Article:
Chronic kidney disease (CKD) causes alterations in mineral metabolism inducing the development of secondary hyperparathyroidism (HPT) and renal osteodystrophy. Recently, it has been suggested that these alterations play an important role in determining extraskeletal calcification and thus cardiovascular morbidity and mortality among CKD patients. An impaired 1 α-hydroxylation of 25-hydroxycholecalciferol (25(OH)D3) to 1,25-dihydroxycholecalciferol (1,25(OH)2D3) with decreased circulating 1,25(OH)2D3 levels is commonly observed in patients with creatinine clearance below 70 ml/min. The reduction in 1,25(OH)2D3 production triggers the up-regulation of parathyroid hormone (PTH) synthesis, through a decreased suppression on PTH gene transcription and a decreased intestinal calcium absorption. A reduced expression of vitamin D receptor (VDR) and a less efficient binding of the complex 1,25(OH)2D3-VDR to specific DNA segments account for the resistance to 1,25(OH)2D3 in target cells. Thus, absolute and relative 1,25(OH)2D3 deficiency is one of the causes of secondary HPT in patients with CKD, together with phosphate retention and skeletal resistance to PTH. Consistently with these pathophysiological mechanisms, the therapeutic use of 1,25(OH)2D3 still represents a milestone for the treatment of secondary HPT and renal osteodystrophy, even though hypercalcemia and hyperphosphatemia are common adverse events and may increase the risk of cardiovascular calcifications. To reduce the impact of such adverse effects while retaining anti-PTH activity, 1,25(OH)2D3 analogues with lower calcemic effects have been synthesized and are now available for clinical use.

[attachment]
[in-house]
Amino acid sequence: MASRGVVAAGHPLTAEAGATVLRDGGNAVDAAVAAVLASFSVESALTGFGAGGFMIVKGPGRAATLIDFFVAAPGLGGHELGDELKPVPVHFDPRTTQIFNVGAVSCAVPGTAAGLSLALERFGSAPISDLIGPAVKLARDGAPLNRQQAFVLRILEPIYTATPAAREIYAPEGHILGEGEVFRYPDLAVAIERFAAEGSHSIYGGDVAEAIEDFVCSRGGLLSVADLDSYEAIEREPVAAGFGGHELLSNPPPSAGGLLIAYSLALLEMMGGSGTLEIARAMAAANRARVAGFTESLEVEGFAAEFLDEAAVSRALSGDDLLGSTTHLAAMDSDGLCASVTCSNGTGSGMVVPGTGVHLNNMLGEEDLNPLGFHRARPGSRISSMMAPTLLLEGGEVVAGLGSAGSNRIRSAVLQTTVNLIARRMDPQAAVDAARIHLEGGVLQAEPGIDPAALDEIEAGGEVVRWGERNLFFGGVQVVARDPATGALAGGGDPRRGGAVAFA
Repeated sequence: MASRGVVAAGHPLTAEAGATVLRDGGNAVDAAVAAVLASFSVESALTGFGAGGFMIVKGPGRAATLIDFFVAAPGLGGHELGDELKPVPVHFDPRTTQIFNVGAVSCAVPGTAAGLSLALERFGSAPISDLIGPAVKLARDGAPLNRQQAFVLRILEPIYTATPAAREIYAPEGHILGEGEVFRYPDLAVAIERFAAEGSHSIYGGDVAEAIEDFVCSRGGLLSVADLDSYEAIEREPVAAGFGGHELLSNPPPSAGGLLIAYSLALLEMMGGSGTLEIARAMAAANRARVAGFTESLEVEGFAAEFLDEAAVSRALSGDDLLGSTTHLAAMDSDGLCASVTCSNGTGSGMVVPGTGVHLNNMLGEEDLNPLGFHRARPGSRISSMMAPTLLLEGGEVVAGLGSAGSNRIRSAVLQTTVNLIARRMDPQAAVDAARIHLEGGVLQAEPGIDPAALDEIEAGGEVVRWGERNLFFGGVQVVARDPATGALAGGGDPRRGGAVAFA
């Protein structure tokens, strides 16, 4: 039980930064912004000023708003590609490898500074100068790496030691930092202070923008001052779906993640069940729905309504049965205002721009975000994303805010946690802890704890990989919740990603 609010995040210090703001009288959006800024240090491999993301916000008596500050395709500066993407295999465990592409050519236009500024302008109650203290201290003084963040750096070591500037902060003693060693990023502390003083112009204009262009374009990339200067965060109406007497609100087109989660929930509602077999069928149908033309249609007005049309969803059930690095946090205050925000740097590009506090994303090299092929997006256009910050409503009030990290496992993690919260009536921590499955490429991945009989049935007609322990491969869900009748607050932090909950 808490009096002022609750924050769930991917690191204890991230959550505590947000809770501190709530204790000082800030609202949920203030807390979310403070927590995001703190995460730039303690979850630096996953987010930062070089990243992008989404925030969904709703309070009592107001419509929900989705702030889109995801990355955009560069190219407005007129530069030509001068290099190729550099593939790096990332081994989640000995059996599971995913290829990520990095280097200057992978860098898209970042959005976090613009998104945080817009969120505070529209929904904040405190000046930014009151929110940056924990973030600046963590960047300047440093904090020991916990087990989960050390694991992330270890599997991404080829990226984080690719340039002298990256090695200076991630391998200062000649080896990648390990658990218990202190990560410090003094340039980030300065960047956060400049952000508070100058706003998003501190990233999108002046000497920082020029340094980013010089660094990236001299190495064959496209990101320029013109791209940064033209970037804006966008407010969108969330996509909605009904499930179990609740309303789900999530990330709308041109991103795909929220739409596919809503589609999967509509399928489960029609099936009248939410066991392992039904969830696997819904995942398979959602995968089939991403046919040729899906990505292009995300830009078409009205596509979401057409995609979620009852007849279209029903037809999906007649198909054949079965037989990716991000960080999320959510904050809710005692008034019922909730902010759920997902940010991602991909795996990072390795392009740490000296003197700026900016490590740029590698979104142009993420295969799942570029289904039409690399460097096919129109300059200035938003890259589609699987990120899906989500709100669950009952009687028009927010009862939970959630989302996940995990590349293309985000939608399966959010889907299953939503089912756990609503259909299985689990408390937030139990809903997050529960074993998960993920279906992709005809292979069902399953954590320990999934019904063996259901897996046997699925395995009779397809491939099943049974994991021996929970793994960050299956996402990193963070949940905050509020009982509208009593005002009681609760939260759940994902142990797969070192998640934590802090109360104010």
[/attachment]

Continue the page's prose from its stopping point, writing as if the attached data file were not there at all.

|Number of pages||12|
|Journal||Journal of Nephrology|
|Publication status||Published - Sep 2006|
- Chronic renal failure
- Parathyroid hormone
- Vitamin D
ASJC Scopus subject areas